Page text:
Hey there Solana. We didn't forget you

Like how Bitcoin and Ethereum sacrificed scalability, Solana sacrificed decentralization. Its "innovative" Proof of History (PoH) adds a new problem that does not exist in other blockchains. Every day, this protocol creates a tremendous amount of transaction history data that needs to be stored (more than 2 TeraBytes per year).

Its size is even more significant than the total data accumulated by the top ten blockchain networks combined. Solana stores this immense amount of data in Arweave (a decentralized storage network) so that its validators only store data from the last two days.

In this way, Solana puts transaction history in the hands of other chains governed by another community.

In addition, Solana's scalability is in the spotlight. Recently, it stumbled after the blockchain network suffered an outage for more than 17 hours. The network could not cope with a surge in activity, a problem Solana called "resource exhaustion." Besides, this is not the first time it has experienced downtime, and the same network went down for about six hours in December 2020.

Finally, I will focus on Avalanche and Algorand

Avalanche network is a platform built by three compatible blockchains: Β the Exchange Chain (X-Chain), Platform Chain (P-Chain), and Contract Chain (C-Chain). Each subnet, managed on the P-Chain, operates as a mini-network, and all mini networks join to make the broader Avalanche network. Therefore, scalability will depend on the number of subnets.

The downside is that Avalanche (and Algorand) do not offer their own data storage service. In this case, they do not utilize it to store transaction history, like Solana. They use this decentralized service to share files and store data. Algorand uses the Interplanetary File System (IPFS), and Avalanche uses both Arweave (through Kyve network) and Ceramic. Code and data live together on-chain on the Internet Computer, which is another significant advantage of scalability.

1.4. Transaction Fee

Transaction fees

Transaction fees reward miners (Proof of Work) or validators (Proof of Stake) who help confirm transactions.

While Bitcoin fees depend on the size of the transaction in bytes (not to be confused with the number of tokens sent), Ethereum transaction fees take into account the amount of computing power needed to process a transaction, known as gas, which also has a variable price measured in ETH and is directly related to network traffic.

The Binance Smart Chain (BSC) transaction fee is similar to the one proposed by Ethereum. It is not strange because, from my point of view, BSC is a copy of Ethereum. They have changed the consensus model to improve some limitations of the latter (and it must also be said, to worsen others such as decentralization).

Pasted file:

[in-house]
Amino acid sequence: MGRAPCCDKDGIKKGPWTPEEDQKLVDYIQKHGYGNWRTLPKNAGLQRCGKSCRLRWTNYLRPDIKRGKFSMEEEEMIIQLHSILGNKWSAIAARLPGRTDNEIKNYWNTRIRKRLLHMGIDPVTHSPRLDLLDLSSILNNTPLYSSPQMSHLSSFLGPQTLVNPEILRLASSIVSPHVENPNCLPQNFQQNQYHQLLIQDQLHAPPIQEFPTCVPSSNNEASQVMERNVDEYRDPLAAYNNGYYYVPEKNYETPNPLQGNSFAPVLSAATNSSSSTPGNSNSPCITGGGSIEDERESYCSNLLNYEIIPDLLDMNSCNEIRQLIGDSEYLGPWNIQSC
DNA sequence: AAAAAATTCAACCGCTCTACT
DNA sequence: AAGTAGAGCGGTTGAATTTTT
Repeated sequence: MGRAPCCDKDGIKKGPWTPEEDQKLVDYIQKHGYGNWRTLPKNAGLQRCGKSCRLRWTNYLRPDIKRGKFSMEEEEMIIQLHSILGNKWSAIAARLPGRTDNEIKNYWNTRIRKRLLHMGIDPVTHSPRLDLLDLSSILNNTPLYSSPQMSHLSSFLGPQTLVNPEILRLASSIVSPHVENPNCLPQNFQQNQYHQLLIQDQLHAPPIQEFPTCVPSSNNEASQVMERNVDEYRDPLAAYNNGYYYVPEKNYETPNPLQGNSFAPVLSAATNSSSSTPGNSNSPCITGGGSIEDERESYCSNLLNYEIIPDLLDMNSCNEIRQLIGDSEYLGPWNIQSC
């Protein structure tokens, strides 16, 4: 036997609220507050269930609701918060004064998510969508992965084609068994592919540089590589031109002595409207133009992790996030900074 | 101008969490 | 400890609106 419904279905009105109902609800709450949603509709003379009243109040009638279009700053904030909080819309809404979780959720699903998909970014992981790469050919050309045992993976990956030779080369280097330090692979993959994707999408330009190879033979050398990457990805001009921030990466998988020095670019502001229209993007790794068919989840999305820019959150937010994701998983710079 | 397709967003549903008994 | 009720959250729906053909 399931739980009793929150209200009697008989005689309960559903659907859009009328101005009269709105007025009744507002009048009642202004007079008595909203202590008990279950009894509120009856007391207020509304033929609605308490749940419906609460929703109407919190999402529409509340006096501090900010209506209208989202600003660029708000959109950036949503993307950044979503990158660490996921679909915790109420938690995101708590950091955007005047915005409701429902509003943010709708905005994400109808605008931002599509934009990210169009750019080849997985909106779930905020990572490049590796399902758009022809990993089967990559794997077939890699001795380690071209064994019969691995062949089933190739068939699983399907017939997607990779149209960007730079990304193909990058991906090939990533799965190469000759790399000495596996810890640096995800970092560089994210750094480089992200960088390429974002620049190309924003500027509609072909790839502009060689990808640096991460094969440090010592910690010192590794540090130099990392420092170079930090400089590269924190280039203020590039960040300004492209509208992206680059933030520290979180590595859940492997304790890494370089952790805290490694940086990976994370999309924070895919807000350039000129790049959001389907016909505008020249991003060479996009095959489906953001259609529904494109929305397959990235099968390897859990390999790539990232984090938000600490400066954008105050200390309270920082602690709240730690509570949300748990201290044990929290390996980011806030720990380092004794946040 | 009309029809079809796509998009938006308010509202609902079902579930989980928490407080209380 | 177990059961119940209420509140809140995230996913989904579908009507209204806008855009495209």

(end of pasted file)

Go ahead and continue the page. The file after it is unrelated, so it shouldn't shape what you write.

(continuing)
Finally, other blockchains such as Algorand and the Internet Computer offer a fixed fee that depends on the value of their token (0.001 ALGO and 0.0001 ICP, respectively).

1.5. Smart Contracts

Smart Contracts & Programming Language

Blockchain ecosystems evolve at a different pace. For some, it can be months between essential updates, while others have a higher pace, such as the Internet Computer, which has seen major developments recently.

Since Ethereum launched its first Smart Contract in 2015, other blockchains have followed suit. A clear example is Cardano that recently, through its "Alonzo Hard Fork," has managed to create its first Smart Contract to offer the same service without improvements.

Internet Computer Smart Contracts are called Canisters because they're a bundle of WASM code and Memory Pages, and they are an evolution and specialization of Smart Contracts. Their significant increase in numbers speaks to the growing activity of developers on the network:

Canisters remove bottlenecks using "Orthogonal Persistence," which eliminates the need to maintain and manage external databases or storage volumes (code and data live together on-chain). Other blockchains need to keep their data on other decentralized storage networks (it adds a problem having two different trust domains, in addition to the complexity).

Smart Contracts will rule the world

The Internet Computer community has also approved a proposal to increase the capacity of Canisters from 4GB to 300GB. Very few applications would need more capacity, but you can build your service/system from as many contracts as you need if this is the case.

Increased Canister Storage
Correct. The memory of canister smart contracts has gone from 4 GB to 8 GB memory. No need for developers to do anything. This is the first step of many on the methodical increase 🎒 towards 300 GB.

In addition, an interface description language called Candid allows canisters to interact with each other regardless of the programming language in which they were developed.

While Cardano is still looking at its first smart contract, the Internet Computer already has a date for its next target

Internet Computer will add Smart Contracts to Bitcoin by the end of this year. It is possible through an application of Chain Key cryptography that will directly integrate the networks. Smart contracts on the Internet Computer will be able to hold, send and receive bitcoin without the need for private keys.

These Bitcoin smart contracts will run as regular canisters on the Internet Computer so that you will save a lot of money in transaction fees.